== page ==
@David, yes, yes, but "so what?" ! why it is prohibited to make outer variable point to "-1" constant ? when (if) needed it would be separated on demand. And doing it pro-actively in the function looks liek premature optimization and also introduces radically different behavior when "common sense" would tell no difference. –  Arioch 'The Oct 11 '12 at 11:14
1  
I can only think that compiler cannot track what it assigns "from". It thinks that it assigned not global constant but an internal expression on stack, that would be lost. Then immediate cloning makes sense. But that seems to be so rough, so "global" rule that it is rather inefficient. –  Arioch 'The Oct 11 '12 at 11:15

2 Answers 2

In Delphi, constant strings are always copied when assigned to another global variable, but not to a local variable, to avoid access violation in some borderline cases.

Use the source, Luke!

See this code extraction from System.pas:

{ 99.03.11
  This function is used when assigning to global variables.

  Literals are copied to prevent a situation where a dynamically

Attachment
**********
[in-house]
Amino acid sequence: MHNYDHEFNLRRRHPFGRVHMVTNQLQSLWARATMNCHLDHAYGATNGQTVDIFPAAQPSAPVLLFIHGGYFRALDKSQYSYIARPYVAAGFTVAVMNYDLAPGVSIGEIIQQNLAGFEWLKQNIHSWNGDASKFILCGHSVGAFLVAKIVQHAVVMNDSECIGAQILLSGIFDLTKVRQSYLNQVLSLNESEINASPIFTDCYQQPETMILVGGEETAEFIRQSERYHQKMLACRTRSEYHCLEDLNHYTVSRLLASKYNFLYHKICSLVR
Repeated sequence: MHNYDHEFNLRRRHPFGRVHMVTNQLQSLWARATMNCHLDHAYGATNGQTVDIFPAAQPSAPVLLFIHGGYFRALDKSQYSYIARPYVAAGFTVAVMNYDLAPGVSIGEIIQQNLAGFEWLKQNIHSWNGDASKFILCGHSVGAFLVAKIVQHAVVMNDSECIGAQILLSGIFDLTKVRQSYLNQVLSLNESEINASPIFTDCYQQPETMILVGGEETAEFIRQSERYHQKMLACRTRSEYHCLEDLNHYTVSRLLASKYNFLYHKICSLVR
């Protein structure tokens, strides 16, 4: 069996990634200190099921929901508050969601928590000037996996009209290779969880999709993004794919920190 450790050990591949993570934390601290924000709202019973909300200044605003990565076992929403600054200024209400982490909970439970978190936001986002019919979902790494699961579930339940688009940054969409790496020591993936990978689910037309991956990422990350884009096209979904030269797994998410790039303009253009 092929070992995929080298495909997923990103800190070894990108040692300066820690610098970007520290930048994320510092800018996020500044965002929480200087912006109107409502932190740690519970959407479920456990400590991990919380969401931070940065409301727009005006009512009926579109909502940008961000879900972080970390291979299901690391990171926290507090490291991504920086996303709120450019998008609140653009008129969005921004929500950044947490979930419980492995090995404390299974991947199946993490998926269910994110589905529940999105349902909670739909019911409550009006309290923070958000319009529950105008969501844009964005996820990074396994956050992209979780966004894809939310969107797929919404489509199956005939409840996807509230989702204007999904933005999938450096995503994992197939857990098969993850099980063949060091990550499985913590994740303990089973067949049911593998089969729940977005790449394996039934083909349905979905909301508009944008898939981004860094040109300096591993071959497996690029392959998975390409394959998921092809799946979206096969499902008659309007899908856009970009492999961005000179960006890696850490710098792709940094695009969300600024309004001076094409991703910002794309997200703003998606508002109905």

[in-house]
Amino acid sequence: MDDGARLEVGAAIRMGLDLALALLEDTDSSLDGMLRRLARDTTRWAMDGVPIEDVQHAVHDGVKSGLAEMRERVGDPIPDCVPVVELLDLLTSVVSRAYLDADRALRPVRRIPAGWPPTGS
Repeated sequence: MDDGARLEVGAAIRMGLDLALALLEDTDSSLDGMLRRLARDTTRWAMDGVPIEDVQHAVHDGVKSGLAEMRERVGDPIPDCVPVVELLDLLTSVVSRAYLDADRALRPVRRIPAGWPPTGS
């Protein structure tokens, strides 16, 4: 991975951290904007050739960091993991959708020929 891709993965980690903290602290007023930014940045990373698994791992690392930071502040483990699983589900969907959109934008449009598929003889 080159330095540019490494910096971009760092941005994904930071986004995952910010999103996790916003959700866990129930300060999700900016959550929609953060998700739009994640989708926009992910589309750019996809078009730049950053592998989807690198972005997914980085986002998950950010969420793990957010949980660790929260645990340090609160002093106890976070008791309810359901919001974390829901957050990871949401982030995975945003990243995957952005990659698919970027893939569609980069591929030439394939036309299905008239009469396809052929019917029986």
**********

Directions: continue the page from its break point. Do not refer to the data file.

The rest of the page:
allocated DLL or package assigns a literal to a variable and then
  is unloaded -- thereby causing the string memory (in the code
  segment of the DLL) to be removed -- and therefore leaving the
  global variable pointing to invalid memory.
}
procedure _LStrAsg(var dest; const source);
var
  S, D: Pointer;
  P: PStrRec;
  Temp: Longint;
begin
  S := Pointer(source);
  if S <> nil then
  begin
    P := PStrRec(Integer(S) - sizeof(StrRec));
    if P.refCnt < 0 then   // make copy of string literal
    begin
      Temp := P.length;
      S := _NewAnsiString(Temp);
      Move(Pointer(source)^, S^, Temp);
      P := PStrRec(Integer(S) - sizeof(StrRec));
    end;
    InterlockedIncrement(P.refCnt);
  end;
....

So in short, by design, and to avoid access violations when a DLL or package is unloaded and did contain some constant values sent back to the main process, a local copy is always made.

You have two functions:

  • LStrAsg or UStrAsg which is generated by the compiler when a string has a chance to be a constant - this is the code above;